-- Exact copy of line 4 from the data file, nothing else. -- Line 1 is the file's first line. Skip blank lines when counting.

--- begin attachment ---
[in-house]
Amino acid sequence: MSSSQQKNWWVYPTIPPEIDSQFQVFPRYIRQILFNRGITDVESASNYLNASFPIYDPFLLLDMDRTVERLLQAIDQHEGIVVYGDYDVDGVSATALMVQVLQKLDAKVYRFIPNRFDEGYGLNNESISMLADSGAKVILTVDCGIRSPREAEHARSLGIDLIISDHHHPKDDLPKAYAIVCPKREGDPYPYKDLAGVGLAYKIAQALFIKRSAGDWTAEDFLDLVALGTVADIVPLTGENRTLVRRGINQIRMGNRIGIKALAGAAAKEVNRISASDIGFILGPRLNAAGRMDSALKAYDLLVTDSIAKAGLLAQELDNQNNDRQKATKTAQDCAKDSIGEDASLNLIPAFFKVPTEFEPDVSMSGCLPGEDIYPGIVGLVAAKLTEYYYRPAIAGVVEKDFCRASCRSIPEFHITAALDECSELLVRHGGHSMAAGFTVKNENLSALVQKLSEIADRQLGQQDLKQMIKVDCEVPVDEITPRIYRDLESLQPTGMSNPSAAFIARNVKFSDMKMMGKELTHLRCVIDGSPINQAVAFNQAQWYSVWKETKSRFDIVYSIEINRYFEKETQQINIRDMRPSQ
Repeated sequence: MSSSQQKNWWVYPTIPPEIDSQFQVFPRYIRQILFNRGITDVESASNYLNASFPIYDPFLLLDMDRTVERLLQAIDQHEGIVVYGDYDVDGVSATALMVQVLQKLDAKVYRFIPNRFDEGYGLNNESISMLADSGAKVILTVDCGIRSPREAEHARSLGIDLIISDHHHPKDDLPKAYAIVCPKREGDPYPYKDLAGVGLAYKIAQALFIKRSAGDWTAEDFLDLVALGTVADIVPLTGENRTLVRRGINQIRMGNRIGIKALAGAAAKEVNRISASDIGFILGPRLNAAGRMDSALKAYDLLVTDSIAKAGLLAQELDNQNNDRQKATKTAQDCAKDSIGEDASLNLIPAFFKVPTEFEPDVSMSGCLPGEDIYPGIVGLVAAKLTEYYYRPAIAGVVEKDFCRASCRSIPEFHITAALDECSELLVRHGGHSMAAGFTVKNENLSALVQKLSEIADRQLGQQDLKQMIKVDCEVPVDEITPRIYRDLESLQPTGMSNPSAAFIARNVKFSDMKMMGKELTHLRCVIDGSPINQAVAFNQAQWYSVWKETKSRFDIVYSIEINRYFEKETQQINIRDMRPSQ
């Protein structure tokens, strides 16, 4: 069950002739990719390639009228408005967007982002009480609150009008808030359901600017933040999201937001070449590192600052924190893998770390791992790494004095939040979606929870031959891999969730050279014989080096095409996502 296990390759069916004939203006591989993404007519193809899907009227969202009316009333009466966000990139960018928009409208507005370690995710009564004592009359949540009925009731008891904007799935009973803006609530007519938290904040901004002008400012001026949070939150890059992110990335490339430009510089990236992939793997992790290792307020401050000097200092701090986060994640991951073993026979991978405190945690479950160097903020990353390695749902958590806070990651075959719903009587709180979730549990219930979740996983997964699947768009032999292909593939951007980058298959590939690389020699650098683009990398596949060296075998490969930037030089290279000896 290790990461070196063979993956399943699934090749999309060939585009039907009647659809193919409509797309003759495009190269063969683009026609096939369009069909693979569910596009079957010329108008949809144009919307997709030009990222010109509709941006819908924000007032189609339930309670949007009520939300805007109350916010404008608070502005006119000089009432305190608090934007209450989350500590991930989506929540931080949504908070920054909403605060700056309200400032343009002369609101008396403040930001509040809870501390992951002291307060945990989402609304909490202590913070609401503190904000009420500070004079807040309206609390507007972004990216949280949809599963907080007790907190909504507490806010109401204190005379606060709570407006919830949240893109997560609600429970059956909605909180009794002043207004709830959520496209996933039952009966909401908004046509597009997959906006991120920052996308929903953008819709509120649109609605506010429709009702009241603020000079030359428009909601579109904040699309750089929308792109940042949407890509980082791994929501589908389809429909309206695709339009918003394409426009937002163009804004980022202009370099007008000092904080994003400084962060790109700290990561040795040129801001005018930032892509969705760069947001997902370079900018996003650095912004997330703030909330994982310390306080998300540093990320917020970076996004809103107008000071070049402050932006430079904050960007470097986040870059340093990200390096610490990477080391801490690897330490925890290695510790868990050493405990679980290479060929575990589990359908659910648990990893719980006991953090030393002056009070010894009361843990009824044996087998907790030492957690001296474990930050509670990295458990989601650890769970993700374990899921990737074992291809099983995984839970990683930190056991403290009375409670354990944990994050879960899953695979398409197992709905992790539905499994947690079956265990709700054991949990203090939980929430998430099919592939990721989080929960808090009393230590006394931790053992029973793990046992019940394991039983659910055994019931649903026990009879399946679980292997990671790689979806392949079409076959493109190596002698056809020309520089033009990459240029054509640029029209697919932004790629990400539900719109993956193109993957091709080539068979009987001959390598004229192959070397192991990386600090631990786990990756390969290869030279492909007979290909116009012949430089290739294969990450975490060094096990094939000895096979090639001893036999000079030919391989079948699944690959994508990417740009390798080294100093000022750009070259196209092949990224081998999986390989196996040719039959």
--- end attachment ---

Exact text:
């Protein structure tokens, strides 16, 4: 069950002739990719390639009228408005967007982002009480609150009008808030359901600017933040999201937001070449590192600052924190893998770390791992790494004095939040979606929870031959891999969730050279014989080096095409996502 296990390759069916004939203006591989993404007519193809899907009227969202009316009333009466966000990139960018928009409208507005370690995710009564004592009359949540009925009731008891904007799935009973803006609530007519938290904040901004002008400012001026949070939150890059992110990335490339430009510089990236992939793997992790290792307020401050000097200092701090986060994640991951073993026979991978405190945690479950160097903020990353390695749902958590806070990651075959719903009587709180979730549990219930979740996983997964699947768009032999292909593939951007980058298959590939690389020699650098683009990398596949060296075998490969930037030089290279000896 290790990461070196063979993956399943699934090749999309060939585009039907009647659809193919409509797309003759495009190269063969683009026609096939369009069909693979569910596009079957010329108008949809144009919307997709030009990222010109509709941006819908924000007032189609339930309670949007009520939300805007109350916010404008608070502005006119000089009432305190608090934007209450989350500590991930989506929540931080949504908070920054909403605060700056309200400032343009002369609101008396403040930001509040809870501390992951002291307060945990989402609304909490202590913070609401503190904000009420500070004079807040309206609390507007972004990216949280949809599963907080007790907190909504507490806010109401204190005379606060709570407006919830949240893109997560609600429970059956909605909180009794002043207004709830959520496209996933039952009966909401908004046509597009997959906006991120920052996308929903953008819709509120649109609605506010429709009702009241603020000079030359428009909601579109904040699309750089929308792109940042949407890509980082791994929501589908389809429909309206695709339009918003394409426009937002163009804004980022202009370099007008000092904080994003400084962060790109700290990561040795040129801001005018930032892509969705760069947001997902370079900018996003650095912004997330703030909330994982310390306080998300540093990320917020970076996004809103107008000071070049402050932006430079904050960007470097986040870059340093990200390096610490990477080391801490690897330490925890290695510790868990050493405990679980290479060929575990589990359908659910648990990893719980006991953090030393002056009070010894009361843990009824044996087998907790030492957690001296474990930050509670990295458990989601650890769970993700374990899921990737074992291809099983995984839970990683930190056991403290009375409670354990944990994050879960899953695979398409197992709905992790539905499994947690079956265990709700054991949990203090939980929430998430099919592939990721989080929960808090009393230590006394931790053992029973793990046992019940394991039983659910055994019931649903026990009879399946679980292997990671790689979806392949079409076959493109190596002698056809020309520089033009990459240029054509640029029209697919932004790629990400539900719109993956193109993957091709080539068979009987001959390598004229192959070397192991990386600090631990786990990756390969290869030279492909007979290909116009012949430089290739294969990450975490060094096990094939000895096979090639001893036999000079030919391989079948699944690959994508990417740009390798080294100093000022750009070259196209092949990224081998999986390989196996040719039959």